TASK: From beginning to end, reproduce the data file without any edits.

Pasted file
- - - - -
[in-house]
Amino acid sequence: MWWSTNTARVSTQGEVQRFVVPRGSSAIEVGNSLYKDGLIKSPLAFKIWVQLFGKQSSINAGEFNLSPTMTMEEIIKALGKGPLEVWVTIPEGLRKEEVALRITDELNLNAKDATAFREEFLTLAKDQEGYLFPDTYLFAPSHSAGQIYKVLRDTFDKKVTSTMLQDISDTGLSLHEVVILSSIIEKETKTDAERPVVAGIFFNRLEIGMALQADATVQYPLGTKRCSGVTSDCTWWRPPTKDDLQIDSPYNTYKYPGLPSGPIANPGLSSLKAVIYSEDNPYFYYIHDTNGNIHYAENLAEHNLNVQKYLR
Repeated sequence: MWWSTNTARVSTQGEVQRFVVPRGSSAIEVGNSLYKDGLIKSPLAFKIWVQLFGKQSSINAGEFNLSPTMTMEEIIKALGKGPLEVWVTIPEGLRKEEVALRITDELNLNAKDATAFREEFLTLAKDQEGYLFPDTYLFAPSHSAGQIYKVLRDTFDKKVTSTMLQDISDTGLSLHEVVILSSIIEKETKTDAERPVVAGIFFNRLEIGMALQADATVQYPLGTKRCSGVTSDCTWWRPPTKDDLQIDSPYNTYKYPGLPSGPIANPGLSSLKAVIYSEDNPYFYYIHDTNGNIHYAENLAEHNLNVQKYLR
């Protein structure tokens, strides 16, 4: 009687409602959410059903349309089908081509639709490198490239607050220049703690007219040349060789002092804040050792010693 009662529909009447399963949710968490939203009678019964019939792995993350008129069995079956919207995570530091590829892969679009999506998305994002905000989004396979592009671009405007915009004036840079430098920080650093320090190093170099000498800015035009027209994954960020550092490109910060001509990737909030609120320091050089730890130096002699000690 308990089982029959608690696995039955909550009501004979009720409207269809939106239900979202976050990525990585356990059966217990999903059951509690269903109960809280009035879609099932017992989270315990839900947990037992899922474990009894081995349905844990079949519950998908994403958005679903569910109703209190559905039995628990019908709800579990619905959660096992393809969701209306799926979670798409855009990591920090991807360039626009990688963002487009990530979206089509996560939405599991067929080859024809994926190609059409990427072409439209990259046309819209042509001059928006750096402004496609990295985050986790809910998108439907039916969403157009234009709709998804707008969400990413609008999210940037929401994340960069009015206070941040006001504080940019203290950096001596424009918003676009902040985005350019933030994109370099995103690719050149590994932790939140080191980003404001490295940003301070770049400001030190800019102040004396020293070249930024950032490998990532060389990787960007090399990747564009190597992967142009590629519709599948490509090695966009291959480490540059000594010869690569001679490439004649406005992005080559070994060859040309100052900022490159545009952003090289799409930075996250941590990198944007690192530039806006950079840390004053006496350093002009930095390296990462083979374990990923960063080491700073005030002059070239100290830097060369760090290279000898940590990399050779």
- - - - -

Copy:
[in-house]
Amino acid sequence: MWWSTNTARVSTQGEVQRFVVPRGSSAIEVGNSLYKDGLIKSPLAFKIWVQLFGKQSSINAGEFNLSPTMTMEEIIKALGKGPLEVWVTIPEGLRKEEVALRITDELNLNAKDATAFREEFLTLAKDQEGYLFPDTYLFAPSHSAGQIYKVLRDTFDKKVTSTMLQDISDTGLSLHEVVILSSIIEKETKTDAERPVVAGIFFNRLEIGMALQADATVQYPLGTKRCSGVTSDCTWWRPPTKDDLQIDSPYNTYKYPGLPSGPIANPGLSSLKAVIYSEDNPYFYYIHDTNGNIHYAENLAEHNLNVQKYLR
Repeated sequence: MWWSTNTARVSTQGEVQRFVVPRGSSAIEVGNSLYKDGLIKSPLAFKIWVQLFGKQSSINAGEFNLSPTMTMEEIIKALGKGPLEVWVTIPEGLRKEEVALRITDELNLNAKDATAFREEFLTLAKDQEGYLFPDTYLFAPSHSAGQIYKVLRDTFDKKVTSTMLQDISDTGLSLHEVVILSSIIEKETKTDAERPVVAGIFFNRLEIGMALQADATVQYPLGTKRCSGVTSDCTWWRPPTKDDLQIDSPYNTYKYPGLPSGPIANPGLSSLKAVIYSEDNPYFYYIHDTNGNIHYAENLAEHNLNVQKYLR
């Protein structure tokens, strides 16, 4: 009687409602959410059903349309089908081509639709490198490239607050220049703690007219040349060789002092804040050792010693 009662529909009447399963949710968490939203009678019964019939792995993350008129069995079956919207995570530091590829892969679009999506998305994002905000989004396979592009671009405007915009004036840079430098920080650093320090190093170099000498800015035009027209994954960020550092490109910060001509990737909030609120320091050089730890130096002699000690 308990089982029959608690696995039955909550009501004979009720409207269809939106239900979202976050990525990585356990059966217990999903059951509690269903109960809280009035879609099932017992989270315990839900947990037992899922474990009894081995349905844990079949519950998908994403958005679903569910109703209190559905039995628990019908709800579990619905959660096992393809969701209306799926979670798409855009990591920090991807360039626009990688963002487009990530979206089509996560939405599991067929080859024809994926190609059409990427072409439209990259046309819209042509001059928006750096402004496609990295985050986790809910998108439907039916969403157009234009709709998804707008969400990413609008999210940037929401994340960069009015206070941040006001504080940019203290950096001596424009918003676009902040985005350019933030994109370099995103690719050149590994932790939140080191980003404001490295940003301070770049400001030190800019102040004396020293070249930024950032490998990532060389990787960007090399990747564009190597992967142009590629519709599948490509090695966009291959480490540059000594010869690569001679490439004649406005992005080559070994060859040309100052900022490159545009952003090289799409930075996250941590990198944007690192530039806006950079840390004053006496350093002009930095390296990462083979374990990923960063080491700073005030002059070239100290830097060369760090290279000898940590990399050779």